“There’s a great comfort level with him in his ability to teach it, and his ability to understand it, to the get the best out of the individual talent that we have,” said Vickerman.
At its core, it’s a pass-screen-and-cut system that should unlock looks for an outfit that boasts multi-dimensional players across its roster.
“What [Gaze] has done is add a few more on-ball screens to it,” explained Vickerman. “It’s important that we have the cutting, penetration and post ups. But we also have a good amount of dribble penetration, and that’s some of the parts that Andrew is incorporating now.”
It’s clear that the team is still learning the system, and there will be teething problems along the way. Don’t forget that Gaze was away for portions of the preseason for a scouting trip to the NBA Summer League, and at the Rio Olympics for his commentary duties.
Like all continuity offenses, there are growing pains in the learning process. The system gives the Kings structure, but it’s also up to the players to read-and-react to the defense. Actions will flow on top of another, particularly when teams who scout extensively work hard to deny the initial action, forcing the Kings to implement their counters.
During the preseason, you could almost see the players’ minds ticking away as they laboured through half-court possessions.
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“I think that’s a fair assessment,” said Vickerman. “We don’t know it well enough.
“It’s going to take a little bit of time to understand all the little intricacies of the shuffle – how it operates, and how to read each other – that part is going take a little bit of time. Right now, we’re showing an exciting running game.”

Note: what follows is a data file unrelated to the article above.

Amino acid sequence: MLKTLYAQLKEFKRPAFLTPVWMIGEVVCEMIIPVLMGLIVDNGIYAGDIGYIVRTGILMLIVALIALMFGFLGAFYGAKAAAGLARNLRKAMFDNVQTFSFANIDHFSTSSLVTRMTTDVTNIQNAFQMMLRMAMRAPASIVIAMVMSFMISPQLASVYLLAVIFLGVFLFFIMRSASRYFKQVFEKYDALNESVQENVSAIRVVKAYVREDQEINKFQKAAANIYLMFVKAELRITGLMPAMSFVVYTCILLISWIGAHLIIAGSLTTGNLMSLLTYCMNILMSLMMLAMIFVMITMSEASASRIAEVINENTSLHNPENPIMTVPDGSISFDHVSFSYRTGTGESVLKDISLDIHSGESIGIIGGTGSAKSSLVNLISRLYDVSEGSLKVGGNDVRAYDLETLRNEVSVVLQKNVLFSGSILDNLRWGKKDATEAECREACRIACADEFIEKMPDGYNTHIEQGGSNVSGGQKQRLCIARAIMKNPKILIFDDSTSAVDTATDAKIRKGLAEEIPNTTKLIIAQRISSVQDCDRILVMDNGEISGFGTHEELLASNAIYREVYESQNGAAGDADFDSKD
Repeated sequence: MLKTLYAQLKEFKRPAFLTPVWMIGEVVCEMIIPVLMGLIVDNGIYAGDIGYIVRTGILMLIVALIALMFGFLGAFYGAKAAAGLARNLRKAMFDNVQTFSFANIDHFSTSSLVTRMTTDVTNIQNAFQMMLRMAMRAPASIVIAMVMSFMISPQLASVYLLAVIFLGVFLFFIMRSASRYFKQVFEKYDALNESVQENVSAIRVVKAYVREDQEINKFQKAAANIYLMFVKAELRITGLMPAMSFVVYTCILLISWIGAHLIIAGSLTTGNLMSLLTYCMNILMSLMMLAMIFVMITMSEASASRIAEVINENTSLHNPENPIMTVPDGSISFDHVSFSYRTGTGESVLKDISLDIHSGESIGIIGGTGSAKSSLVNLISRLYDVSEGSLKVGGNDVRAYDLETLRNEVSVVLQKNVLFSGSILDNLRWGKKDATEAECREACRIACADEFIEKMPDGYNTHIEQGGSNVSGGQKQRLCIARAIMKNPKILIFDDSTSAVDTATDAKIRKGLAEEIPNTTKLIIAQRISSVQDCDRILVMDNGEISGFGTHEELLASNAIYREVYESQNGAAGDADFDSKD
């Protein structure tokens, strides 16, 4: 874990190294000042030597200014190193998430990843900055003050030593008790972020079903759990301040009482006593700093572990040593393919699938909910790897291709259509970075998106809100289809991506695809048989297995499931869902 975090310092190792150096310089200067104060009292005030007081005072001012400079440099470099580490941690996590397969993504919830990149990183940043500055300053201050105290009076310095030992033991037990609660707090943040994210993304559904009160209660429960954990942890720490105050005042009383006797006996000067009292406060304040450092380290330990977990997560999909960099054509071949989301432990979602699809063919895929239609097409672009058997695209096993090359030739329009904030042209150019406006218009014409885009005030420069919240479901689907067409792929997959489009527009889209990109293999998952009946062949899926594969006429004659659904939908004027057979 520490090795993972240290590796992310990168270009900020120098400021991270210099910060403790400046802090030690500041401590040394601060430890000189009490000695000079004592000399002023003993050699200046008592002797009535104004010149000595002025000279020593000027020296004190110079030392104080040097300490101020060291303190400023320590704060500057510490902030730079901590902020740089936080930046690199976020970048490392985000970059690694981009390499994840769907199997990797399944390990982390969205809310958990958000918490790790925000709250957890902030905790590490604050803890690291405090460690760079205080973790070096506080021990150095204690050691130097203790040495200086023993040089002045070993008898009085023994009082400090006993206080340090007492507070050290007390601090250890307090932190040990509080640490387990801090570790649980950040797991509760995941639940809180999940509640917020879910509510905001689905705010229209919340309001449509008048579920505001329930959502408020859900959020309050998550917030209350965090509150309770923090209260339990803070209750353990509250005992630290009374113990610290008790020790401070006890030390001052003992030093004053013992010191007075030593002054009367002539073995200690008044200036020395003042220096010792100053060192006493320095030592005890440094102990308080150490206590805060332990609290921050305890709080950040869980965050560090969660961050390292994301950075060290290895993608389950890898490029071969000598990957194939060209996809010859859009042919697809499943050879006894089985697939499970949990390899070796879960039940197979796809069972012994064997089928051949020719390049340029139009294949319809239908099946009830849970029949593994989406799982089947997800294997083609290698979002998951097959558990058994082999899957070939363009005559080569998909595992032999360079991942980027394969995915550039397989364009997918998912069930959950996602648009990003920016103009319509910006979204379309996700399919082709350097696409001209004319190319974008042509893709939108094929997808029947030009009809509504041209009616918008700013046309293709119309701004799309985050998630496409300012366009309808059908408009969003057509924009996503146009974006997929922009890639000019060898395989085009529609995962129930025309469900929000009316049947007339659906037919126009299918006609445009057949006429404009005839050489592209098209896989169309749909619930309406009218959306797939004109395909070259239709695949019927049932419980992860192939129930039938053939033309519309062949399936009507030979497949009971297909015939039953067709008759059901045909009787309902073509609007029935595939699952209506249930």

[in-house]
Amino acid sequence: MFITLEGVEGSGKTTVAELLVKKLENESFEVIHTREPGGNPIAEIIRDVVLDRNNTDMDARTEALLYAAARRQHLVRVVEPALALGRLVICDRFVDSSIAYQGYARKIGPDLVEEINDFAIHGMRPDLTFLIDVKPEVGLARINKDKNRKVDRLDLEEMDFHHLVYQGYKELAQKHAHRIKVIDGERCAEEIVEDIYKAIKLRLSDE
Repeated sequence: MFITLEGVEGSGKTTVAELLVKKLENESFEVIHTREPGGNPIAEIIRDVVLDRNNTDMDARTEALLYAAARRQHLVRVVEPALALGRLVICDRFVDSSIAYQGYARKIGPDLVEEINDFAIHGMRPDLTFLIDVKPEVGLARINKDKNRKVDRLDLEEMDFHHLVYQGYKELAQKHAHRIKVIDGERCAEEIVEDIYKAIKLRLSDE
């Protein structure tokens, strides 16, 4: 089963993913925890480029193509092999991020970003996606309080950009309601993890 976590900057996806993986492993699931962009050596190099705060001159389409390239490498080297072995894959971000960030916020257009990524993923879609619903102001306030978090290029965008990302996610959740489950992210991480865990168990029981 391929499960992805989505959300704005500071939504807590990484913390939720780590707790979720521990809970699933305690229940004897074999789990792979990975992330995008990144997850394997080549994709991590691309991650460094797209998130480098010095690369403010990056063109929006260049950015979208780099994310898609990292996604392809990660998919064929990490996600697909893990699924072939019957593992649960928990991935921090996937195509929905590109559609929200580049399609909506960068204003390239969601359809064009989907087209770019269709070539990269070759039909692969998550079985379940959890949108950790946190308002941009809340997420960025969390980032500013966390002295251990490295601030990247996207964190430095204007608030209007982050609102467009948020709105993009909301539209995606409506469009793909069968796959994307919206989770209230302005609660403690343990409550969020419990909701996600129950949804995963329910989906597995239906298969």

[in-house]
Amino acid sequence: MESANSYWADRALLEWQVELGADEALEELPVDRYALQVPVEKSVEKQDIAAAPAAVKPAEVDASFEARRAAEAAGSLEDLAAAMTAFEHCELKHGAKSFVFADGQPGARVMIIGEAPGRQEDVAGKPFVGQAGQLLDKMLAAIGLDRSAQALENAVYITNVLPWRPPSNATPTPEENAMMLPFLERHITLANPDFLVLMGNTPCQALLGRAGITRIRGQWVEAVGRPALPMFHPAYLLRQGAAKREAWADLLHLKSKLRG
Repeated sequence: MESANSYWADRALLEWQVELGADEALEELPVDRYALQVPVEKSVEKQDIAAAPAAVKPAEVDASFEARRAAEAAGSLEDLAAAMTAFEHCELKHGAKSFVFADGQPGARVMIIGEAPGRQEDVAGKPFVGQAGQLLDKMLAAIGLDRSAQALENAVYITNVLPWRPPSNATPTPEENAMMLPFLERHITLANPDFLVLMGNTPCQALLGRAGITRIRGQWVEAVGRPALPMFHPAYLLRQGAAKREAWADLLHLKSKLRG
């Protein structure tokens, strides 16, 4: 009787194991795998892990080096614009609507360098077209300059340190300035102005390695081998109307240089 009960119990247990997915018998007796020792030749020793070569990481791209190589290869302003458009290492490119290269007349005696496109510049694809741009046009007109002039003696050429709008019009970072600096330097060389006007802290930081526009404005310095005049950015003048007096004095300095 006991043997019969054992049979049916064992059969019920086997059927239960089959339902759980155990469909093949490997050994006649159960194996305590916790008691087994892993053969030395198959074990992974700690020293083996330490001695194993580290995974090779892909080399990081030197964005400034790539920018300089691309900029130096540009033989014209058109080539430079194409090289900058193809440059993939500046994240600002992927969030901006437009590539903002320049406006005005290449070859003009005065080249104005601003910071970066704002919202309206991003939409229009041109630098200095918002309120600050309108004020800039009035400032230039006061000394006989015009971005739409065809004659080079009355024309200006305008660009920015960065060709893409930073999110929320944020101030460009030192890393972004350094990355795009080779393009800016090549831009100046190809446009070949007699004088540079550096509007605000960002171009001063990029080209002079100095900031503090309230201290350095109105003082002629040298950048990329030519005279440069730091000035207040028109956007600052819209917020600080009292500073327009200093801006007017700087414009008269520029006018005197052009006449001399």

So far, the Kings have certainly looked most comfortable in transition, with their athletes flying down the court, whilst the defense is back-pedalling.
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In the half-court? It’s been a bit of a grind.
Scoring at the NBL level is hard. Teams scout extensively and execute to deny your first, second and even third options. With Gaze implementing a tried-and-tested system, it’s hoped that it will put the players in the best position in which to succeed.
When the Kings are on the same page in the half-court, and the timing is right, the offense flows into read and react situations.
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Notice how every player movement in the above clip is more crisp and purposeful. The initial action involves the standard shuffle alignment, and flows into a Newley curl cut. Casey Prather easily navigates the Maric screen and the moment is lost. But the possession doesn’t die.
Lisch sees Casey Prather shade to hedge the potential Newley screen, rejects it, and goes one-on-one with Jarrod Kenny, and ices the stepback jumper.
“Whenever we got organised, and everyone was on the same page, we got the shots that we wanted,” said Vickerman of the Kings during the preseason. “It’s just about how many times in a game that we’re able to get that organised.”
He's right -- check out the gorgeous execution here.
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The Kings run through their standard fare but wait, there's a difference!